A 94 year old Ex POW has told me that ‘Sahibs’ is Malayan for ‘Officers’
However, the more accurate definition of Sahib is: sir or master used especially among the native inhabitants of colonial India when addressing or speaking of a European of some social or official status.
‘Food supply and the maintenance of health were the most critical problems to be faced. After the first fortnight, during which British army rations were issued, prisoners had to make do with the Japanese ration scales, which consisted mainly of rice, and it was only gradually that the cooks devised means of making it palatable. Apart from rice, a little tea, sugar and salt were issued, together with the occasional ration of meat or fish. The Japanese refused to allow Red Cross relief parcels to be distributed, so any supplementing of the meagre rations depended on the ingenuity of the prisoners themselves. It was not difficult to find one’s way out of the camp, and some of the more intrepid prisoners would forage among the old British Army dumps and sell their finds at black market prices.’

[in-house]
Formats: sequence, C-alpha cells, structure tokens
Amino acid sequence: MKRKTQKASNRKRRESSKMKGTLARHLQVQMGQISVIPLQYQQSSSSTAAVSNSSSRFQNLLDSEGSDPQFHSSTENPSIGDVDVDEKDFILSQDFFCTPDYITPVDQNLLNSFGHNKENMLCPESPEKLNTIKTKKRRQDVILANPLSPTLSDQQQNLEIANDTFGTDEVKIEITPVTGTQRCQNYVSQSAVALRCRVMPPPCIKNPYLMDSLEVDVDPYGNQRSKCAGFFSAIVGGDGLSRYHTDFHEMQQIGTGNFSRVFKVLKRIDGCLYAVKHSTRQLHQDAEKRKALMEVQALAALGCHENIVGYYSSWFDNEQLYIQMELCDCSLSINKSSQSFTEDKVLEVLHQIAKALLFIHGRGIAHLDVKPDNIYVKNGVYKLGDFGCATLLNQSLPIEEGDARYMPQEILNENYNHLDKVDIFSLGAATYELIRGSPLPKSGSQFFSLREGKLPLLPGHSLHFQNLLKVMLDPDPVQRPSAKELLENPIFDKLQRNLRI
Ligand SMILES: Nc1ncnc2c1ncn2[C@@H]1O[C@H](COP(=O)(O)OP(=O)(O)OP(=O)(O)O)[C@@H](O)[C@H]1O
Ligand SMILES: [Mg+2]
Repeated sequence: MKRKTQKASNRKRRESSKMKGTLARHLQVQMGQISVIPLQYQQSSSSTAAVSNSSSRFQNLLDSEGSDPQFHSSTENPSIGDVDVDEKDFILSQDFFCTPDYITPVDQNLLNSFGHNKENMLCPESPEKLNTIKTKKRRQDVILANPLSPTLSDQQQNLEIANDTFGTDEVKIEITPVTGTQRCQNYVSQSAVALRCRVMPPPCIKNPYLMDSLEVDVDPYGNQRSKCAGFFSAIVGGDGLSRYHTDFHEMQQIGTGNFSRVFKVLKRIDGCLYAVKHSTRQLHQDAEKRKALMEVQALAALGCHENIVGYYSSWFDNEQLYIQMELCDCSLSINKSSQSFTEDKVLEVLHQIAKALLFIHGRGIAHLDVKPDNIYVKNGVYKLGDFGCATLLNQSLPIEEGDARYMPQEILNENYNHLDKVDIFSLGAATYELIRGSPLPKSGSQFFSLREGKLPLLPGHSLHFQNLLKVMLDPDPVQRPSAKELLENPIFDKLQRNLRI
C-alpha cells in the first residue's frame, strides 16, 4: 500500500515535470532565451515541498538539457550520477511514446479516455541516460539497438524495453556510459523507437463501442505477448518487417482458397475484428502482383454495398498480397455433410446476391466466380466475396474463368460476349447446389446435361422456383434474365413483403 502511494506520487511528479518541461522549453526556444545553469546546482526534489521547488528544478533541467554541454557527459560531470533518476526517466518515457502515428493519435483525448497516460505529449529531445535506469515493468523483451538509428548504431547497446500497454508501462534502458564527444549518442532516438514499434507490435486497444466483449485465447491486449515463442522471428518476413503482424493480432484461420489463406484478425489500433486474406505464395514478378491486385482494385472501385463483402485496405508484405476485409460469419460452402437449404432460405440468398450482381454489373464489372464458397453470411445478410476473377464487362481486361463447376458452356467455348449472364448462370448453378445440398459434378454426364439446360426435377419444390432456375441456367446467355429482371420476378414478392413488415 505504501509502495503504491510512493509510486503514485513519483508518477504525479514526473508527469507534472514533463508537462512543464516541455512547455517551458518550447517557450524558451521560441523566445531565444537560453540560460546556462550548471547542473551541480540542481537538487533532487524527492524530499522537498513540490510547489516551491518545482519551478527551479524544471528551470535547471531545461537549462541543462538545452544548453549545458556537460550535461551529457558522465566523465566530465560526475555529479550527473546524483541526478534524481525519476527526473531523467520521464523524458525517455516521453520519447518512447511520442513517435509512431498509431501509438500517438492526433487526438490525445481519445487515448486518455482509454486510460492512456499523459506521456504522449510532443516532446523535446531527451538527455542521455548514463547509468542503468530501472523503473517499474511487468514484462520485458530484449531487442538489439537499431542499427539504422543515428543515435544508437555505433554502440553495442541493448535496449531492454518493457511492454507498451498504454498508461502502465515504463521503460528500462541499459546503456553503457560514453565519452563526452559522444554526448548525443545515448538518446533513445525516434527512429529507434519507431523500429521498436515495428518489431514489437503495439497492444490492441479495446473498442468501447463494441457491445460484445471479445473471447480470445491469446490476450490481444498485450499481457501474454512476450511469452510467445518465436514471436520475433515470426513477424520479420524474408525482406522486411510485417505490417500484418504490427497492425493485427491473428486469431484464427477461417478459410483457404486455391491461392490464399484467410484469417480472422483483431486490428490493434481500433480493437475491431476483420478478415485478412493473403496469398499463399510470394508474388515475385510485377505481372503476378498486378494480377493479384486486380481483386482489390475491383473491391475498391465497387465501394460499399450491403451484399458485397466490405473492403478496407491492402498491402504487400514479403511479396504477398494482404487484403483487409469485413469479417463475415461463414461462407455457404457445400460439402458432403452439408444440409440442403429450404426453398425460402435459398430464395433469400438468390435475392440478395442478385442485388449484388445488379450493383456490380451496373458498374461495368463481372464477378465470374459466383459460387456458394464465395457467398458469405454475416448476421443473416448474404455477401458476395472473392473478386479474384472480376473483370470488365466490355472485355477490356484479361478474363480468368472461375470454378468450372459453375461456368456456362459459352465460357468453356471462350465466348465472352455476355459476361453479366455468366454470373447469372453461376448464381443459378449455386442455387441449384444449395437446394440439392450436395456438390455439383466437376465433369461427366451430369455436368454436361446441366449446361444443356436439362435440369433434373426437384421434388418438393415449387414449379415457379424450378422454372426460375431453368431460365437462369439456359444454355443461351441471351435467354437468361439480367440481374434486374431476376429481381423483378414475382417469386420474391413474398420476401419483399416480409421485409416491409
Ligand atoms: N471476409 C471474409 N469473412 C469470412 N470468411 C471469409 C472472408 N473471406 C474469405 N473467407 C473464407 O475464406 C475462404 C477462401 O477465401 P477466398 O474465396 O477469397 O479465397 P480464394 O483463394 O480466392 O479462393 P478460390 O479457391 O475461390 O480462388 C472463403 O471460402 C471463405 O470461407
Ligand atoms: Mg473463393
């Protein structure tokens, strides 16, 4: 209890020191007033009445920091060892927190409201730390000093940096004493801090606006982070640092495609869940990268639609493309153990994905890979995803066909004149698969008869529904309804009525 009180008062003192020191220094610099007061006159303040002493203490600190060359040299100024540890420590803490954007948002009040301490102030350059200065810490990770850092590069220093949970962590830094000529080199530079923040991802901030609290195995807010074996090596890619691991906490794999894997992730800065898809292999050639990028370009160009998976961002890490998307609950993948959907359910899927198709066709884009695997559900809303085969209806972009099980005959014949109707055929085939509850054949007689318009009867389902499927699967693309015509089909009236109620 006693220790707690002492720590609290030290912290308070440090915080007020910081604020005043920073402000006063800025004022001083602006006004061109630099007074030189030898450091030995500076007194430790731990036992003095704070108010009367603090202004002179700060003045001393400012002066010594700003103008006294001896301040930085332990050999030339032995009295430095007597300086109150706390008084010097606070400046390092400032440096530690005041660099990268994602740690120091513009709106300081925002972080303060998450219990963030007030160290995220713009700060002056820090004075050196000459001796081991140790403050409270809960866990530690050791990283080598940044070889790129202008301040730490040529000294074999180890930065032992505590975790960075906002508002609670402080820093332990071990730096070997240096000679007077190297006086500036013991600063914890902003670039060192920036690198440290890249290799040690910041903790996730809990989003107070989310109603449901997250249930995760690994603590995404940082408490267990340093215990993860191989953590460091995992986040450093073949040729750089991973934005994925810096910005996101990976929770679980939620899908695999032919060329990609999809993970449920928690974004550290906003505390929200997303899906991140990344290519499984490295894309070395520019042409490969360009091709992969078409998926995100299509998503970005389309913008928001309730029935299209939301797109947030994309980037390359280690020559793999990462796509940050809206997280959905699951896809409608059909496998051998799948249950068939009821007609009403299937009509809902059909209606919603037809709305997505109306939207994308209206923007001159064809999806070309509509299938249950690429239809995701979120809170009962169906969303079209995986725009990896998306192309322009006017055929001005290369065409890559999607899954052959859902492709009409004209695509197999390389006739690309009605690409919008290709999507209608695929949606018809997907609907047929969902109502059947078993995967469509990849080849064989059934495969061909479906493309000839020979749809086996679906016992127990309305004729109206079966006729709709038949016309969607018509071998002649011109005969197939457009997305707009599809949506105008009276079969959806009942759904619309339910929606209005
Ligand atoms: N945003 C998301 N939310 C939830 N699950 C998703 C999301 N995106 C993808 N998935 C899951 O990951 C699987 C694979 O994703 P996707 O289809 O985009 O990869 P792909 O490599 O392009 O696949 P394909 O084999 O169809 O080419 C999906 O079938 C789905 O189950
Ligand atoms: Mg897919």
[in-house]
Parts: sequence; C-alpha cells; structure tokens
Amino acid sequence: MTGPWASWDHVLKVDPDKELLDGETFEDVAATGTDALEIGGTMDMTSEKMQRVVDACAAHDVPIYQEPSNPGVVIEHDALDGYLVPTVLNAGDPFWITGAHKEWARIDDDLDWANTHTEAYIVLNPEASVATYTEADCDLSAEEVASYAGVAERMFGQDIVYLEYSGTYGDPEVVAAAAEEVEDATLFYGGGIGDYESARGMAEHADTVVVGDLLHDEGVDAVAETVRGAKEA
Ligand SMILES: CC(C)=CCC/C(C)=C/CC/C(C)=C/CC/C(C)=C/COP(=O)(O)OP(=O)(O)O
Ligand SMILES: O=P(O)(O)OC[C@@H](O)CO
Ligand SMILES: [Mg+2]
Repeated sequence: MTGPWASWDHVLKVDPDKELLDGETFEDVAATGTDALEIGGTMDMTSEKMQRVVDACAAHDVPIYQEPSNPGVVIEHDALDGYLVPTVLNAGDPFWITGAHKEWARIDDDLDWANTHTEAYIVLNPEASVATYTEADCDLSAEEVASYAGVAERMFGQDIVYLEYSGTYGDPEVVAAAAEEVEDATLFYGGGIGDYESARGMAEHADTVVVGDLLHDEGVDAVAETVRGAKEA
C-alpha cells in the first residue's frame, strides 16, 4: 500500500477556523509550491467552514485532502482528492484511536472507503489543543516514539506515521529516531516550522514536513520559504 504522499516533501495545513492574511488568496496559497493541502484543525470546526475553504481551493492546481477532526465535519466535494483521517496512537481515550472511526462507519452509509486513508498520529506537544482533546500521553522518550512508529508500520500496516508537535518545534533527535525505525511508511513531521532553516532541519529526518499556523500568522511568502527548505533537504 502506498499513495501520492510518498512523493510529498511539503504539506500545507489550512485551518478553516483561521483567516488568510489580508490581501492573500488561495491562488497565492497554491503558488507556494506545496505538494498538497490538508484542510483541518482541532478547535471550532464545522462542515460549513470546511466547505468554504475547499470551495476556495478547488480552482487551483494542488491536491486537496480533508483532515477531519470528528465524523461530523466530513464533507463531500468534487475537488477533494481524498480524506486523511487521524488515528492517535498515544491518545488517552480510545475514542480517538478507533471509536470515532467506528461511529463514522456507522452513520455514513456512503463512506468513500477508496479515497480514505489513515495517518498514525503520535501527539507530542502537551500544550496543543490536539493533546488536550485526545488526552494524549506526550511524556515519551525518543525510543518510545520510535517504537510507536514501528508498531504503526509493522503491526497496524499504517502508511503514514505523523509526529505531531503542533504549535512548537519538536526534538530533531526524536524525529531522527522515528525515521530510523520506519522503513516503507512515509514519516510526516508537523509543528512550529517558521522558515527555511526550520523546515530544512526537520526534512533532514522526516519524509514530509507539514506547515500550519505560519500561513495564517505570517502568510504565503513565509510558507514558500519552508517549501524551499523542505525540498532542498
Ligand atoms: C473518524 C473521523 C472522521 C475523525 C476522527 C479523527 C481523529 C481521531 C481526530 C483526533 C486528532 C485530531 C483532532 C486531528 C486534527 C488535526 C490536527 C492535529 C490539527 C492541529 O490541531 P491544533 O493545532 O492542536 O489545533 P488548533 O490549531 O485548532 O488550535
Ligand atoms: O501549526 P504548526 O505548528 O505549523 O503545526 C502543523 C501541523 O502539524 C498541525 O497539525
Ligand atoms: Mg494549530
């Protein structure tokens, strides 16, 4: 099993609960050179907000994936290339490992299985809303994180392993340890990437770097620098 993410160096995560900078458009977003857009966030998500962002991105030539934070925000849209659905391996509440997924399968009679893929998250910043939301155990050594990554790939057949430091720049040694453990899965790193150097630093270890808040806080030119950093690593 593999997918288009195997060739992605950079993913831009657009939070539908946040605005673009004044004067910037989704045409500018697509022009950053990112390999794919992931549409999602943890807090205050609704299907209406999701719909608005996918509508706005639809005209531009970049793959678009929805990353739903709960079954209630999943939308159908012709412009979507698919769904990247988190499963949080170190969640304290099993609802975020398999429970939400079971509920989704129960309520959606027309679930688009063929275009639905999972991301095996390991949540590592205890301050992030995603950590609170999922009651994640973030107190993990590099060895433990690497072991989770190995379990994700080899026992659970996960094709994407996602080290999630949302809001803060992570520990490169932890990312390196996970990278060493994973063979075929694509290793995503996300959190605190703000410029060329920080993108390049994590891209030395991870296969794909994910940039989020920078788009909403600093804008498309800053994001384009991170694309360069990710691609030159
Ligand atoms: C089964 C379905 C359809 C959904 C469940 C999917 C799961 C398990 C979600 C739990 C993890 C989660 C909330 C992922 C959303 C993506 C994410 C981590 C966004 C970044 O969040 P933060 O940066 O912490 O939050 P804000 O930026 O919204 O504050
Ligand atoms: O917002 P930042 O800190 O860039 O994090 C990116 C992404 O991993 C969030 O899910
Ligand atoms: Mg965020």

‘Hunger became a constant companion, and the men soon realised that they would need to rely on themselves for food etc. There was only very primitive tools for the men to dig latrines, clean quarters, fill bomb craters, collect and cut wood for the cooking and many other jobs.’